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20

Okay - I found that both my Langmuir (Mountaincraft and Leadership) and my Mountaineers (Mountaineering: The Freedom of the Hills) have pretty good advice about lightning. I would advise anyone planning on heading out into the hills to read both of these excellent books - Langmuir is the book for British Mountain Leader Training, and the Mountaineers covers ...


15

It is safer to be inside the vehicle than out. The NOAA National Weather Service's lightning safety page recommends vehicles as a safe location during a thunderstorm: You are not safe anywhere outside. Run to a safe building or vehicle when you first hear thunder, see lightning or observe dark threatening clouds developing overhead. Stay inside until 30 ...


14

Any pole will have a fractionally greater chance of attracting lightning than a piece of flat ground or a dome tent - but this doesn't mean the increased chance is that high. If you are in the middle of an entirely flat field and your tent pole is the highest object for miles, then it will be a slight risk, but some points to consider: If you are anywhere ...


12

here is the position the BSA teaches boys to use when in this situation If a lightning storm catches your group in the open, spread out so that people are at least 100 feet from one another. Further limit your risk by crouching low with only the soles of your shoes touching the ground, and take off your hat if it has any metal parts. You can also use ...


11

Here's a lot more advice than you aked for: Around 24000 people in the entire world are struck by lightning each year. Supposing you live to be 85, that's 2 million people in your lifetime. On 7 billion people alive today, that's a lifetime chance of 1 in 3500 -- your chances are pretty slim anyway :) But, to be more elaborate: your chances of being ...


7

The first thing to do is to not pitch your tent in the middle of a flat area when there is a chance of thunderstorms. Sometimes that's not so easy, but that doesn't make it any less a good thing to do. For a properly sited tent, the best thing to do during a thunderstorm is to stay put. Lightning shouldn't hit the tent directly, but it could hit something ...


7

I am by no means an authority on lightning in any way. With that said, however, I have had my share of getting caught climbing in a thunderstorm, and have since tried to do some reading on the subject. The biggest hurdle to surmount here is that most lightning safety advice revolves around seeking shelter, which is often not a viable option midway up a ...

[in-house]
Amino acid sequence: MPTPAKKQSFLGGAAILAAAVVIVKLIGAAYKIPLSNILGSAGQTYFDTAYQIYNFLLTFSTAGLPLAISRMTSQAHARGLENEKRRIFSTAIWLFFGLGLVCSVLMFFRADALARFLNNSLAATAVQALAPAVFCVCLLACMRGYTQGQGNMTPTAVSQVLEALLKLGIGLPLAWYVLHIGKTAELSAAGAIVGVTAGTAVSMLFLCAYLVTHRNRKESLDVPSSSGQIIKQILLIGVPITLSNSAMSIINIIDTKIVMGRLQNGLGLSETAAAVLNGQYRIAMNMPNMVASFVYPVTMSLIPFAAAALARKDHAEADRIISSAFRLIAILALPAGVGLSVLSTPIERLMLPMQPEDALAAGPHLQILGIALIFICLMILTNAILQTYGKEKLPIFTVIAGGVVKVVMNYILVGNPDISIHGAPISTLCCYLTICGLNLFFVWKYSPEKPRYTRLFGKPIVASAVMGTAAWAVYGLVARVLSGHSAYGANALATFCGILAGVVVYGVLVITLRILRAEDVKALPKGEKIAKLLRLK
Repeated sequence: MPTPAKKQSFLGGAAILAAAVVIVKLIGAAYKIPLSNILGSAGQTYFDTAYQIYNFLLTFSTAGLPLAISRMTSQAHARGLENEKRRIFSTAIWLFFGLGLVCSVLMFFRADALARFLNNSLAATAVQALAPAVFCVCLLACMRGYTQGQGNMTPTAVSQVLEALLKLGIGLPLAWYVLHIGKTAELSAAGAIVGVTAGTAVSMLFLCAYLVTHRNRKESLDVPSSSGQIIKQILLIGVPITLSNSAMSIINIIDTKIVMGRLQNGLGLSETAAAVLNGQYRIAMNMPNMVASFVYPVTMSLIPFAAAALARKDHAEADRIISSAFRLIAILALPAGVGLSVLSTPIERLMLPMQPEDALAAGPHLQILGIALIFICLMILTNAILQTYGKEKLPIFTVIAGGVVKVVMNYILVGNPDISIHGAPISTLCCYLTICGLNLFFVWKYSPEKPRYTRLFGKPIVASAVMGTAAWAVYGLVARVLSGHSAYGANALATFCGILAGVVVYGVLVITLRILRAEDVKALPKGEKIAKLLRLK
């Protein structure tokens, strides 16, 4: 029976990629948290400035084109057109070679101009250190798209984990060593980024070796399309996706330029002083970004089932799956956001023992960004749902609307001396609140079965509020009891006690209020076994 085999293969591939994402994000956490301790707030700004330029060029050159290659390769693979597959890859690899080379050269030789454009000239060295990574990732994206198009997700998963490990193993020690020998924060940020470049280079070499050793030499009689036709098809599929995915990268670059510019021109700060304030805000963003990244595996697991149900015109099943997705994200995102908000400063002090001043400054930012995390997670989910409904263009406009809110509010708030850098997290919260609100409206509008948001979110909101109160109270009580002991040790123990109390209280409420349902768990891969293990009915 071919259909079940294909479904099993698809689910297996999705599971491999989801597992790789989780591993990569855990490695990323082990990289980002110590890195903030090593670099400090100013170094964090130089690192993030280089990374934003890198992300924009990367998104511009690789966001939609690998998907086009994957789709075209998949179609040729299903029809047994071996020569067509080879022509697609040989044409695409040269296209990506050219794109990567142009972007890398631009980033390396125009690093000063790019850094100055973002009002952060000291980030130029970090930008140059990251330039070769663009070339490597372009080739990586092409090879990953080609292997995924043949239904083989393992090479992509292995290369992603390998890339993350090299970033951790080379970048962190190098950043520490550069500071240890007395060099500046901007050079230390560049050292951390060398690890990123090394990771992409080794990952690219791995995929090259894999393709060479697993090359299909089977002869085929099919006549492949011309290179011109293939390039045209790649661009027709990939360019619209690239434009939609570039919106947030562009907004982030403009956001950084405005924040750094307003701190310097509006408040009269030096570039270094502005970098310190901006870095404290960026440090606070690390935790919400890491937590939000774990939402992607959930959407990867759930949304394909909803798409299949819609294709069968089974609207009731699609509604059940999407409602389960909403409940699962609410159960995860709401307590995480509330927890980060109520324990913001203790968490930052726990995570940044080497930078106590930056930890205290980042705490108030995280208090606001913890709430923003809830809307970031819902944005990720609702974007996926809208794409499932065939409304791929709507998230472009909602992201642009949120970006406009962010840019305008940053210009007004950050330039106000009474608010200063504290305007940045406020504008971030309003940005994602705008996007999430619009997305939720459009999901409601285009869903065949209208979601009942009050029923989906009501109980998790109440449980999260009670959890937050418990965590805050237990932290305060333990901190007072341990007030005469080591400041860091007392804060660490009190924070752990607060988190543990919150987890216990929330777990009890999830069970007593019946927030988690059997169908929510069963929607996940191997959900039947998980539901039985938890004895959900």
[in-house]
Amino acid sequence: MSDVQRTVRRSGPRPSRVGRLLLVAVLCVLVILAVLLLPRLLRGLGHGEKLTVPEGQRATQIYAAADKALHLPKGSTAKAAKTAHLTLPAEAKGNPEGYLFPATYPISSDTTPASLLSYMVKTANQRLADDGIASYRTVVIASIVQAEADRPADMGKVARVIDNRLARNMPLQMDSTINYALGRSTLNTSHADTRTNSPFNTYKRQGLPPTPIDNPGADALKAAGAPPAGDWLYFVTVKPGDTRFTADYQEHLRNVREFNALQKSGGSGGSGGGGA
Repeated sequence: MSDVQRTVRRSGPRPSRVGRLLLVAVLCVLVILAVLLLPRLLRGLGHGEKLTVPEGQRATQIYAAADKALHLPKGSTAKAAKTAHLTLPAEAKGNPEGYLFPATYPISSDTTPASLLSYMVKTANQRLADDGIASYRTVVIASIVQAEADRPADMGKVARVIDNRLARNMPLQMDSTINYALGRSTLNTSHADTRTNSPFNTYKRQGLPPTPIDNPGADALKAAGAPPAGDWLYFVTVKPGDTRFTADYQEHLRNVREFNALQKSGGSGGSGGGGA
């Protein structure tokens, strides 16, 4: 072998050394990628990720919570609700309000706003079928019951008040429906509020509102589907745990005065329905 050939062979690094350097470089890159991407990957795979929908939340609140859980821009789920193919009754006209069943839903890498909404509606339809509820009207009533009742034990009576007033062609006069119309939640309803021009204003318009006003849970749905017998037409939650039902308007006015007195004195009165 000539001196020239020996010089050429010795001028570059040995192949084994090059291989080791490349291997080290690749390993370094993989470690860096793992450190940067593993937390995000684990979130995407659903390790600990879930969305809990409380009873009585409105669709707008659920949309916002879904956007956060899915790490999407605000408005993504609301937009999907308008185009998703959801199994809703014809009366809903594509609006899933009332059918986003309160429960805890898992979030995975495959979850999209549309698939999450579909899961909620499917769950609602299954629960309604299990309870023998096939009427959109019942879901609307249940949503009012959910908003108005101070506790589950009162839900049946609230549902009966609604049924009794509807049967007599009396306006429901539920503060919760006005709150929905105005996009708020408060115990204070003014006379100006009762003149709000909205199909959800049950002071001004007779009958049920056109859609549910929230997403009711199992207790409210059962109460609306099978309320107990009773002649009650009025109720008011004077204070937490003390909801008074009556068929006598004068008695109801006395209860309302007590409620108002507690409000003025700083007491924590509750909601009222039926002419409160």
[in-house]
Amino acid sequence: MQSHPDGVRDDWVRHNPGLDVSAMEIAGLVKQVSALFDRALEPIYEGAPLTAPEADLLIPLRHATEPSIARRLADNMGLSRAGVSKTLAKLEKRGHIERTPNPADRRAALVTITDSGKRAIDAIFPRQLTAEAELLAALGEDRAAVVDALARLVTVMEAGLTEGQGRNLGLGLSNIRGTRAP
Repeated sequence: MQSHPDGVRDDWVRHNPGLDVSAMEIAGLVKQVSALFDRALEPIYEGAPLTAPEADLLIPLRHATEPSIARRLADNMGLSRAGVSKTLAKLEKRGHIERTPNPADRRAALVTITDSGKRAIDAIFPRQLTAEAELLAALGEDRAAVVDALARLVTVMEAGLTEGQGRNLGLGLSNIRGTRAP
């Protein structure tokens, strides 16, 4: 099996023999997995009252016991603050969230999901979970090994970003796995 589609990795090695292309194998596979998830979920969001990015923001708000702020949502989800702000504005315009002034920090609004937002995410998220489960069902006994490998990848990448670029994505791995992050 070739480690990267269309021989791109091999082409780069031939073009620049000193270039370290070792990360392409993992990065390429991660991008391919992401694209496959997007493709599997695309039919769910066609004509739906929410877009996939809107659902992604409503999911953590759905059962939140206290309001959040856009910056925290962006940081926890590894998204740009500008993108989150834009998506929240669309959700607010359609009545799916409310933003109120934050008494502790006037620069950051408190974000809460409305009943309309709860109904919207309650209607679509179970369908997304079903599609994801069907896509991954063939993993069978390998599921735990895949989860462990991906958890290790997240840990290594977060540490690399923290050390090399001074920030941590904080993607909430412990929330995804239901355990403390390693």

5

To answer your other questions: No, don't insulate the pole at the bottom with a sandal, and yes, you are overthinking this. In the relatively unlikely (but possible) event that lightning does stike your tent pole, you want the current to be conducted to ground as easily as possible. If not, it might find other routes, like thru you. At best a sandal is ...


5

Yes. It is safe to be in your car when in a lightning storm. Cars (pretty sure not soft-tops) and planes act as a Faraday Cage. Faraday Cages on Wikipedia Faraday cages are metal containers or meshes which protects against static and non static electricity. As a note... Top Gear also tested this in laboratory conditions with an artifical lightning ...


4

No, you should definitely have stayed in your vehicle. Think about what lightning will do. It is attracted to tall conductive things, but that's not the whole story. A vehicle on a flat plane is more likely to be hit, but the conductive metal on the outside will shunt the current around the contents of the vehicle. It may be very loud and unpleasant, but ...


4

Cracks in rocks or lying on the ground won't improve things. Creek beds might make it worse if there's enough water to conduct electricity. The best policy is to get down before the lightning starts. Moving to the trees is probably the second best bet. Look around and see if a bunch of trees in your area have been struck over the years. If so, you're in a ...


2

If your vehicle has a closed metallic structure, you are definitely safer inside than out: if lightning strikes your vehicle, or near your vehicle, the metal will conduct the electricity away from you. The protection is almost as good as if you were inside a building with a lightning rod. If you are in an open-top vehicle, or one with a non-conductive ...


2

It's risk management. The best way to handle a storm is to get down before it starts. Check the weather and be down by noon or whenever the weather normally gets genned up. If you're in a thunderstorm and you're very high, it is probably more dangerous to rush a technical descent than to wait out the storm or continue climbing (up or down) normally. Don't ...


2

If you're really above the treeline you don't have a lot of options. However the best thing is to make yourself as small as possible. This means you should squat down. (The same way you use a squatting toilet). To even improve this, you should only place a small piece of your foot to the ground. The reason for that is, that you should try to minimize the ...


2

I would lay down your backpack and crouch on top of it. The backpack combined with your hiking boots should insulate enough. Of course, this should not be done on top of the peak. This technique is even improved when used in a cave but finding a cave up there is rather unlikely. I found this the most comforting counter measure against lightning.


2

It depends a bit on your circumstance, but it's fair to say that the 3 options you provided would each be okay, given the right circumstance. If you are close to the treeline, it might well be worth running to it. But if it's more than a mile or two away, I wouldn't risk it... Finding an imperfection is probably your best bet. Just make sure it's not next ...



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